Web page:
Florida newspaper runs gun show ad under memorial of Parkland shooting victim
A Florida newspaper has apologized after it ran a front-page advertisement for a gun show under a story about one of the victims of the Parkland mass shooting.
On Tuesday, the South Florida Sun Sentinel was criticized after posting an article about Parkland victim Alyssa Alhadeff, who would have turned 15 that day.
Under the memorial was a coupon for $1 off admission for a gun show in Fort Lauderdale, Fla., — showing a picture of a semiautomatic firearm.
Alhadeff was one of the 17 students killed on Feb. 14 when alleged gunman Nikolas Cruz, opened fire inside Marjory Stoneman Douglas High School in Parkland, Florida.
Fred Guttenberg, whose daughter was also killed in the shooting, angrily tweeted a photo of the newspaper and said: “Looks like the Sun Sentinel editor on this page failed. A story on the victims of gun violence and they put a gun coupon on the page. WTF!!!”
The page also had a story about a fundraiser for victims of the Parkland shooting, which was above the gun show coupon.
After the complaint, the publisher of the Sun Sentinel, Nancy Meyer, issued an apology and pledged a moratorium on gun advertising, according to Politico Florida.
“We deeply regret placement of a gun advertisement on our front page Wednesday morning. It is against our policy to run gun and other types of controversial advertising on our front page,” she wrote.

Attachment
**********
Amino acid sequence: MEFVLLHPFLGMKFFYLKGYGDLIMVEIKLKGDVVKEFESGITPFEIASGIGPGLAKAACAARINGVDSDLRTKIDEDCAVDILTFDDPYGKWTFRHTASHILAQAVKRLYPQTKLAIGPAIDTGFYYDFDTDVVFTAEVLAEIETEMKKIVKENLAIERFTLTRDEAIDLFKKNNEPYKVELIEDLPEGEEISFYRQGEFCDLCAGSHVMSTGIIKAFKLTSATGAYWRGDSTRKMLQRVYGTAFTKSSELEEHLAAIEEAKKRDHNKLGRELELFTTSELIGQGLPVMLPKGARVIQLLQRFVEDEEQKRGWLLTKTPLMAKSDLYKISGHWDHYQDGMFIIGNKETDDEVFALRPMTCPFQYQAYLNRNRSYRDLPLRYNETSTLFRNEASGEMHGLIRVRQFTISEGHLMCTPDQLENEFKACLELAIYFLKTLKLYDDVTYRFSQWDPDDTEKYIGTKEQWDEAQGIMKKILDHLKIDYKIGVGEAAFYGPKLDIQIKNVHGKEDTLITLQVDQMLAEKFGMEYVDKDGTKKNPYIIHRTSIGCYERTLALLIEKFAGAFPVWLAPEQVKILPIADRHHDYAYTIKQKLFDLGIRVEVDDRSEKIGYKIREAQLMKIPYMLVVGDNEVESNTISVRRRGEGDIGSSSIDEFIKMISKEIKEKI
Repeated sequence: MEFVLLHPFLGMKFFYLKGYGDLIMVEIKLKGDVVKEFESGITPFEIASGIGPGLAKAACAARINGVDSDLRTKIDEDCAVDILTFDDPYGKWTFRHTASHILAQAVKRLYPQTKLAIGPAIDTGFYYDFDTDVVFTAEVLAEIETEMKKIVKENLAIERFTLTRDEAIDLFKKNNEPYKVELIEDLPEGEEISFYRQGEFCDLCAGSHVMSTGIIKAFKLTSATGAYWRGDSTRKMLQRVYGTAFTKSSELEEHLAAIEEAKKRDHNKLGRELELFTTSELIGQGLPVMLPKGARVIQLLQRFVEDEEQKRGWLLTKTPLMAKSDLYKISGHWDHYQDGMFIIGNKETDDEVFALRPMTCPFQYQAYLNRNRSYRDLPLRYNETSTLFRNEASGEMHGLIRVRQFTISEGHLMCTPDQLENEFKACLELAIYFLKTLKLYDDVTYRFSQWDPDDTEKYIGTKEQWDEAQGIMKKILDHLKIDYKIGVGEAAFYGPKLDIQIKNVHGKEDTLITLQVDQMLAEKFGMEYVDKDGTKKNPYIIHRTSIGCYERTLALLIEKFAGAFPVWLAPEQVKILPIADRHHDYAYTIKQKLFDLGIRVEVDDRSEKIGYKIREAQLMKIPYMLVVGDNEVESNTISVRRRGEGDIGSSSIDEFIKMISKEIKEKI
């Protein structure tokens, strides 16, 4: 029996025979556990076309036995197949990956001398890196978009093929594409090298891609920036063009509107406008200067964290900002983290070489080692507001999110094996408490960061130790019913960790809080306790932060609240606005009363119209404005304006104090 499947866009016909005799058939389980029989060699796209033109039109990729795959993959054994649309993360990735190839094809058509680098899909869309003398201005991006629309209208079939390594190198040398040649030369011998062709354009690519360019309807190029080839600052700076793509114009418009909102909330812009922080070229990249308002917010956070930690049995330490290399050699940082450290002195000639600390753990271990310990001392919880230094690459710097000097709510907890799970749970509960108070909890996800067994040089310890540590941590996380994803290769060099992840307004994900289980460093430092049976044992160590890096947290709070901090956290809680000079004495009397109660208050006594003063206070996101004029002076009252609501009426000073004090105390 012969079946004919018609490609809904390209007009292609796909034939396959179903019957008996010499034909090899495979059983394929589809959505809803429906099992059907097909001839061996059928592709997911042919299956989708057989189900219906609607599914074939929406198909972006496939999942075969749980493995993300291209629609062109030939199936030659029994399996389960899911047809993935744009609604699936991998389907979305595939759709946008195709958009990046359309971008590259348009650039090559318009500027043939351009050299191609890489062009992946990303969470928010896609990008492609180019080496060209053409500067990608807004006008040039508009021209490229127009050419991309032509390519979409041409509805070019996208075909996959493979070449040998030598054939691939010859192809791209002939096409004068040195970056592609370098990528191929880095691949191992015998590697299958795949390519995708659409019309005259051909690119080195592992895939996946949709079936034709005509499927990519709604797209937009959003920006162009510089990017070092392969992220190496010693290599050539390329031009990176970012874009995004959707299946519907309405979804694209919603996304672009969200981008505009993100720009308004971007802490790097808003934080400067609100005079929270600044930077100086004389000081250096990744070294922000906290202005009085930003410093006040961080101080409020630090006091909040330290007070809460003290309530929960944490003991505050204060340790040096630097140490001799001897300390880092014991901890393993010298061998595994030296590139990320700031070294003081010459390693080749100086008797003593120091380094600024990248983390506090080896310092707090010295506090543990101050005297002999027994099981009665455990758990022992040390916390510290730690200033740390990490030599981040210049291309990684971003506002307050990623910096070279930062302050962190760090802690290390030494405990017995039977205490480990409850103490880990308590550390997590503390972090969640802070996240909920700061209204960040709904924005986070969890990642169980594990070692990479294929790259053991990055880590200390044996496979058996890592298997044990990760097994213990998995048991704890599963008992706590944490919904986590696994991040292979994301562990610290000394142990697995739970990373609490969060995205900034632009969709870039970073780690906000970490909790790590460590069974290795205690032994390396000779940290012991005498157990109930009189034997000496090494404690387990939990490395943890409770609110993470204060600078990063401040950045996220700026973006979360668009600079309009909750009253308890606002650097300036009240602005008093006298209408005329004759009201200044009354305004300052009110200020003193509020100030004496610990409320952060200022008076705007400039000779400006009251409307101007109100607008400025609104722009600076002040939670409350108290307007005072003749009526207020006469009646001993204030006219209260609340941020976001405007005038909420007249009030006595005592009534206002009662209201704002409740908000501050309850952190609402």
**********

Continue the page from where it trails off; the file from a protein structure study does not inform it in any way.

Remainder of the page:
“We understand how the juxtaposition of certain ads and news stories can appear extremely insensitive, and we failed to prevent such a juxtaposition today. We are taking steps to ensure this does not happen again, and the Sun Sentinel now has a moratorium on gun advertising.”
Alumni from Marjory Stoneman Douglas High School wrote a letter about the oversight, which was published in the Sun Sentinel on Wednesday.
“Our disappointment in your poor judgment spurs from the ill-placed advertisement for the Fort Lauderdale gun show, offering discounted admission and concealed permit classes, placed immediately below the aforementioned stories,” the letter states.
“The abject callousness of this placement is more than unfortunate then — it is cruel and agonizing. It showcases your power to reopen a wound that has not yet healed and undermines your ethical commitment to serve our community.”
The alumni also demanded a “formal apology” be printed as soon a possible.
Guttenberg told Miami New Times on Wednesday he was happy it was resolved.
“I’m really pleased, actually,” says Guttenberg. “Someone made a really stupid error, or at least I’m assuming it was an error. They did more than apologize; they actually put a moratorium in place on more gun advertising.”
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